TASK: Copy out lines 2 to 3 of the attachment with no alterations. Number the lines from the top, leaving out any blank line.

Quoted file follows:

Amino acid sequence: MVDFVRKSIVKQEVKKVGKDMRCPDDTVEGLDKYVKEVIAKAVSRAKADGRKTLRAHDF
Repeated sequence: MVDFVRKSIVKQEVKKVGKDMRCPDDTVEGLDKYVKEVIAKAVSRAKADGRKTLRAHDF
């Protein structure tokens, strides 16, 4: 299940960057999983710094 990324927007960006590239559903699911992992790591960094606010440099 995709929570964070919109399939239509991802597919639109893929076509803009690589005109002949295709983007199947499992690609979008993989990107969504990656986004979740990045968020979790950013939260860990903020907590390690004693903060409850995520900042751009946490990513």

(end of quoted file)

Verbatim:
Repeated sequence: MVDFVRKSIVKQEVKKVGKDMRCPDDTVEGLDKYVKEVIAKAVSRAKADGRKTLRAHDF
């Protein structure tokens, strides 16, 4: 299940960057999983710094 990324927007960006590239559903699911992992790591960094606010440099 995709929570964070919109399939239509991802597919639109893929076509803009690589005109002949295709983007199947499992690609979008993989990107969504990656986004979740990045968020979790950013939260860990903020907590390690004693903060409850995520900042751009946490990513």